3 Things To Do If Credit Thieves Get You

The worst thing imaginable to your credit has happened: someone has stolen your identity. You’re hurt, you’re angry and you’re shaken, so what do you do now? Keeping a cool head in the face of crisis is key to repairing damage done by a credit thief. It allows you to tackle the problem and minimize the harm done to your credit score. Here are three things you must do if the credit thieves get to you.

Report The Fraud

First, once the fraud is discovered, you’ll need to call each of the major credit bureaus and report it immediately. Ask that a fraud alert is placed on your profile and that no new lines of credit are permitted without your approval. You’ll need to make a statement in writing of the fraud and provide any documents you have to support it, such as bank statements, credit card statements, etc. If possible, include the name and location of stores where fraudulent purchases were made. This is especially helpful if the illegal actions happened several states away. Showing a purchase made at a California Walmart and a purchase made at a North Carolina Walmart on the same day is proof positive that something fishy was going on.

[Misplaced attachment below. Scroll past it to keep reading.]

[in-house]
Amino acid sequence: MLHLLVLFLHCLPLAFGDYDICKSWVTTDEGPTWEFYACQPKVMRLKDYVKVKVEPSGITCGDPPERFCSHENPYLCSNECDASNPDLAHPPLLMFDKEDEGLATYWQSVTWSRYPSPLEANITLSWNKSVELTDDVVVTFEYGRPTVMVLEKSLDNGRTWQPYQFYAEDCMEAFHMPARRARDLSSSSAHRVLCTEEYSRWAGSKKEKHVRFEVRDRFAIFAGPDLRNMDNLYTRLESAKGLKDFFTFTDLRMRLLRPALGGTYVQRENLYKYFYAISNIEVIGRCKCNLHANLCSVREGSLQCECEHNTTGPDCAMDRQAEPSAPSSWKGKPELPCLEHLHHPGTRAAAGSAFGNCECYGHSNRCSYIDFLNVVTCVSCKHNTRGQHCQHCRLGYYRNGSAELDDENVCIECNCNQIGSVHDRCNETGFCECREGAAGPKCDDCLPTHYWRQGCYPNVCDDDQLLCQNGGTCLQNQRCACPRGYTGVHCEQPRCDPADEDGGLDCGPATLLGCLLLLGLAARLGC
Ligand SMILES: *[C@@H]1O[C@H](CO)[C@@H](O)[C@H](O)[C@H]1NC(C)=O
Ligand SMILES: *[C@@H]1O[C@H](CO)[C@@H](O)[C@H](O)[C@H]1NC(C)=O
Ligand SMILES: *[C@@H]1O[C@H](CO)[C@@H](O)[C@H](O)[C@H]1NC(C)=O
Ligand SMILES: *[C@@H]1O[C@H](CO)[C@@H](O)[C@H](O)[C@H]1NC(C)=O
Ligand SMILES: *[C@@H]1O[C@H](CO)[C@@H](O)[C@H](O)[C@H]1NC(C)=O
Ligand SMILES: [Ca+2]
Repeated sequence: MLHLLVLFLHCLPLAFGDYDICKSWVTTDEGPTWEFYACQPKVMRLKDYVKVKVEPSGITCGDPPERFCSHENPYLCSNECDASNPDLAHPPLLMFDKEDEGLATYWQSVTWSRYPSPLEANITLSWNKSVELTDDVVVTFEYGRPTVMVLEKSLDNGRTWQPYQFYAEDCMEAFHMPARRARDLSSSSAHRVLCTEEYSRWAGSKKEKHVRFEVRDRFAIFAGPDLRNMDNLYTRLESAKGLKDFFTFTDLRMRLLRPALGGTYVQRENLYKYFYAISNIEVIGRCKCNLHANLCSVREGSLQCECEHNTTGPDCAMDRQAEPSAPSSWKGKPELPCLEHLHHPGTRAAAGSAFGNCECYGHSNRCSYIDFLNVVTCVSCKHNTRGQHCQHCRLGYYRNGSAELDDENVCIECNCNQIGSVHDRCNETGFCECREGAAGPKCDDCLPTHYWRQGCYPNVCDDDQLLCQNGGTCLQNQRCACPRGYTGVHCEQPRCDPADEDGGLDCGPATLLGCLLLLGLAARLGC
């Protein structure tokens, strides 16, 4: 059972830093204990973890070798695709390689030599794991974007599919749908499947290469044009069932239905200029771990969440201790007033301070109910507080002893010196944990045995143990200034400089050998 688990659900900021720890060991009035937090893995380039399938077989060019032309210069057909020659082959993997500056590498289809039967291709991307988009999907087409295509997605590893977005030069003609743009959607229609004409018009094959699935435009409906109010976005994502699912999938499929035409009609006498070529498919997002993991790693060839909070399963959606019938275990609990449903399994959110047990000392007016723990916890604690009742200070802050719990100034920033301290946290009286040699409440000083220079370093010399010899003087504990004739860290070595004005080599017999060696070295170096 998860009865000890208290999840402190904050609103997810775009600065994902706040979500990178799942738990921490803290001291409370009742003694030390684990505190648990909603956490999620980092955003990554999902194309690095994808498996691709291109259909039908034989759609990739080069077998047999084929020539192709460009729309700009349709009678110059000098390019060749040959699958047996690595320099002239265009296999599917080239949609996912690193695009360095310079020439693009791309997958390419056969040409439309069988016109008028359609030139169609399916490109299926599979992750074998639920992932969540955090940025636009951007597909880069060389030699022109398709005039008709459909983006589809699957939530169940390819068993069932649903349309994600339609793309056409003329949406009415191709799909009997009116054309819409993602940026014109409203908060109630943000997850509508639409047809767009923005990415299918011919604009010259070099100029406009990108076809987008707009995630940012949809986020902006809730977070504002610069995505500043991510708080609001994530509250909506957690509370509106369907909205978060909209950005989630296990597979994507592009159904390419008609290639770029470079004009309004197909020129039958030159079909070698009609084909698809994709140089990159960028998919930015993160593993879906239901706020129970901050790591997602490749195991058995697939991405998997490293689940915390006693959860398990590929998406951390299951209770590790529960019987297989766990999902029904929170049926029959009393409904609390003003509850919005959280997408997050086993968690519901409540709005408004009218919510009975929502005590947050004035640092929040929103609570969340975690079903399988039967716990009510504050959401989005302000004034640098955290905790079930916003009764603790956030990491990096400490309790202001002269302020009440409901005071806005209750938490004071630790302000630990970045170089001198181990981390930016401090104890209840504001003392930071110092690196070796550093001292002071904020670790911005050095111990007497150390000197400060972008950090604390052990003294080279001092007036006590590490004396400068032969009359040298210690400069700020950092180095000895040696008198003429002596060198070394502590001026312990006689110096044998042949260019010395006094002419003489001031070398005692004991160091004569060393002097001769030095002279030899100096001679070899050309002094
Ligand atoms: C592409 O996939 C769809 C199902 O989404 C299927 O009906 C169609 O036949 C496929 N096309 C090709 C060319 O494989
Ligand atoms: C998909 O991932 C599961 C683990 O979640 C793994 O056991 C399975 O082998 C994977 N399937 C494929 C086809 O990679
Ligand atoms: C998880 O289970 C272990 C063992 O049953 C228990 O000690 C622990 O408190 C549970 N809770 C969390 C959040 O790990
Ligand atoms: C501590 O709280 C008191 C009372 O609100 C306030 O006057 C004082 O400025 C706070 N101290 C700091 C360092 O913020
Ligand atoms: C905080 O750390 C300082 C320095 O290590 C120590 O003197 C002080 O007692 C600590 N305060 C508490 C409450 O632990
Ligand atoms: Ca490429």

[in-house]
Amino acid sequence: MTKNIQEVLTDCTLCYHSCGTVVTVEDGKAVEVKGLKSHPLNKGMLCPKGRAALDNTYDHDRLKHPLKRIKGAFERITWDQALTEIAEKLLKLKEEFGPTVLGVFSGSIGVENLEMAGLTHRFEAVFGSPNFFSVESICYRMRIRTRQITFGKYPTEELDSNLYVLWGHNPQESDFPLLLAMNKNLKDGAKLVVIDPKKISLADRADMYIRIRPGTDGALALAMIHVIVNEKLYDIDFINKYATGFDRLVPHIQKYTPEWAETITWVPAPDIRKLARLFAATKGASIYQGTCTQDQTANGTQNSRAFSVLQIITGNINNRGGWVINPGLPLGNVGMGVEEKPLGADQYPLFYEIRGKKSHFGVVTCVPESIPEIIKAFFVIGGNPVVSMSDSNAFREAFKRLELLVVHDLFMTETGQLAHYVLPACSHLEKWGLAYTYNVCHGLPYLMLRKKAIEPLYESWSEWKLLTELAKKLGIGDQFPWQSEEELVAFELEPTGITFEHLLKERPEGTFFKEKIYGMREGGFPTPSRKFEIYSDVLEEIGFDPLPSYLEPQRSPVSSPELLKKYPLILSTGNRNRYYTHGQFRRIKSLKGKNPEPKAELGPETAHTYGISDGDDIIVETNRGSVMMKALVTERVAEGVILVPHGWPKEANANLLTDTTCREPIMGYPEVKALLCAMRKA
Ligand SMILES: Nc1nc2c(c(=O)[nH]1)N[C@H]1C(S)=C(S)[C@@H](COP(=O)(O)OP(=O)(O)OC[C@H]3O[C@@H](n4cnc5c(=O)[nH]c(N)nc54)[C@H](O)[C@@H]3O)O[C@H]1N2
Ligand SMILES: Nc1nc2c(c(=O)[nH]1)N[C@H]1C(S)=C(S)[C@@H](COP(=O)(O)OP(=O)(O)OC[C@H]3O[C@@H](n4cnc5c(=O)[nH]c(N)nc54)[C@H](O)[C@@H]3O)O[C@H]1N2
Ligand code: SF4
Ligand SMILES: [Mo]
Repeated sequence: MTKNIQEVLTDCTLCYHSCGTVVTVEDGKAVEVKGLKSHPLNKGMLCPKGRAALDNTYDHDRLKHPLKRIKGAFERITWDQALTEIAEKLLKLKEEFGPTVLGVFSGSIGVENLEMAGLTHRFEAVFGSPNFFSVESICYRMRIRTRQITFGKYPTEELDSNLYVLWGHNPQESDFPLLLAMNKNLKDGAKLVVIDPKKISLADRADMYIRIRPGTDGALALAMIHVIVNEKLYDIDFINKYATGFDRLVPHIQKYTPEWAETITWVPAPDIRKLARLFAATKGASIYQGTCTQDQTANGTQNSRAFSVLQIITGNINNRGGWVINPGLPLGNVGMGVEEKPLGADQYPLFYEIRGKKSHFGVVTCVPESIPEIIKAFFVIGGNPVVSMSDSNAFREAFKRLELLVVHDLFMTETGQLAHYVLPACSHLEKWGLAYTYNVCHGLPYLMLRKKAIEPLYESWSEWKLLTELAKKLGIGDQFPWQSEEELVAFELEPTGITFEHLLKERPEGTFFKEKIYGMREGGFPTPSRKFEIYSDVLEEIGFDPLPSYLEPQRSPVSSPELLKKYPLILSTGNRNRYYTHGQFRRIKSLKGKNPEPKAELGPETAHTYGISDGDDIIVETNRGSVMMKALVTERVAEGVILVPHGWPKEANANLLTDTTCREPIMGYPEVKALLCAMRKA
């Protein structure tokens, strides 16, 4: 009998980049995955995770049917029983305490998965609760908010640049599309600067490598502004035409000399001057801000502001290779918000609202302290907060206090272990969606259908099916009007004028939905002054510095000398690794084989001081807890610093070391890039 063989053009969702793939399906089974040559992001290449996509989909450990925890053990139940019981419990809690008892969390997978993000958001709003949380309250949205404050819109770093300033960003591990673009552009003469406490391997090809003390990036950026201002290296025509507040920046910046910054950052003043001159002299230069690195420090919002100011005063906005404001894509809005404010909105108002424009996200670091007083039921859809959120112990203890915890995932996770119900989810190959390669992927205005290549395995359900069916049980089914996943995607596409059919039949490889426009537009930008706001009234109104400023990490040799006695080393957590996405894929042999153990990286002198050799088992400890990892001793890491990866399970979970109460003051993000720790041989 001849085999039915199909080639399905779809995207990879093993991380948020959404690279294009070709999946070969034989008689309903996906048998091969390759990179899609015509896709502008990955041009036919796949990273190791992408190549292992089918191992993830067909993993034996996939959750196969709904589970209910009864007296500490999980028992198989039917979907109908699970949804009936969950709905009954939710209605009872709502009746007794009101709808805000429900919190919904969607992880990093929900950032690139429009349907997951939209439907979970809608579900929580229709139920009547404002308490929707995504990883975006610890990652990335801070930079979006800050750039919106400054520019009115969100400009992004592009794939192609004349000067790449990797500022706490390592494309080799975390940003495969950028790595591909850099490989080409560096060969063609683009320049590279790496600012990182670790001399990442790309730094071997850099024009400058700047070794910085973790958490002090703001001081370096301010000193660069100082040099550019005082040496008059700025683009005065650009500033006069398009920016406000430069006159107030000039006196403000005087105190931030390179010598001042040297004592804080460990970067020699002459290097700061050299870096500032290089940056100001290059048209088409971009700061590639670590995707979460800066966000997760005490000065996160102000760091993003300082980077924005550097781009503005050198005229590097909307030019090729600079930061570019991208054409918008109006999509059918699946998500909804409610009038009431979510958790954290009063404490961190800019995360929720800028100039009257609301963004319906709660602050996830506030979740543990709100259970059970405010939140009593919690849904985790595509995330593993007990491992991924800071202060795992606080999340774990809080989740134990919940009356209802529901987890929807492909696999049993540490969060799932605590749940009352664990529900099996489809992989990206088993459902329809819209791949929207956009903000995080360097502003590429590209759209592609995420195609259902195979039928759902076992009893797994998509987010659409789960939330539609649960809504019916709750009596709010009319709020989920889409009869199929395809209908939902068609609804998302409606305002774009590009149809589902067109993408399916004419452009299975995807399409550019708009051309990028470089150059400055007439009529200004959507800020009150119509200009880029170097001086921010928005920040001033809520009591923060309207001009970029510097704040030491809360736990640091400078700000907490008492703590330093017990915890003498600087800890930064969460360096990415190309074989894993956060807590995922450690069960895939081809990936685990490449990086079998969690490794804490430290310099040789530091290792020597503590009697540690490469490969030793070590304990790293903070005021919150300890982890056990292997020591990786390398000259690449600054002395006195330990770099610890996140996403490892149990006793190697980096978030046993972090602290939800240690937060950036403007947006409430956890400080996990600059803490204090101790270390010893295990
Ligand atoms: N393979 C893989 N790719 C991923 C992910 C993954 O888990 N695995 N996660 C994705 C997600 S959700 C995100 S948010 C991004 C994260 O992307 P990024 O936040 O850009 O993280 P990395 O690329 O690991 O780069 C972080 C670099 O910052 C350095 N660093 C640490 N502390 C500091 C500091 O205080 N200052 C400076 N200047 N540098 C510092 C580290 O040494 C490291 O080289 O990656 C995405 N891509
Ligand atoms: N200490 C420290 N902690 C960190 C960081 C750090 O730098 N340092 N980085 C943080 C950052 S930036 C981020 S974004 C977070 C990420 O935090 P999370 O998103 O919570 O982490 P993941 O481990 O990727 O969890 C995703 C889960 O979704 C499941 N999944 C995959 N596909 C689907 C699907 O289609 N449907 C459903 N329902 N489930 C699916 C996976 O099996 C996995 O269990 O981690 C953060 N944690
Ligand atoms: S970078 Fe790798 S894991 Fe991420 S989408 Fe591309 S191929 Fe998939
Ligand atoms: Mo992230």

Cut The Thief Off

You’ll also want to immediately close or freeze accounts that were fraudulently opened or accessed. To do this, call the credit lender and speak with their fraud department. Many credit cards have specialized agents to handle cases of fraud. They will freeze the accounts and prevent the thief from making any more purchases. If the activity occurred on one of your regular cards, odds are that your account number will be changed and a new card will be issued.

Many lenders have a task force of agents that can look into each individual case. These detectives can be invaluable in helping you gather hard evidence of the fraud, so make sure to give them as much information as possible. Often, the thief doesn’t get caught, but if he does, you can use the evidence gathered to prosecute him.

Keep Records

Write down the events along with account numbers, locations, purchase amounts and any other important information you can think of. Keep track of who you talk to and when. Having a written account of everything that happens will help keep you organized and make it easy to remember what steps were taken and when.

You’ll want to follow up on any investigations that are launched or any actions that are promised to make sure everyone follows through. Most importantly, learn from your mistakes. If you can figure out how the identity thief got your information, you can correct the situation and prevent yourself from being victimized again.

About The Author

Edwin is a marketer, social media influencer and head writer here at Debt Syndrome. He manages a large network of high quality finance blogs and social media accounts. You can connect with him via email here.

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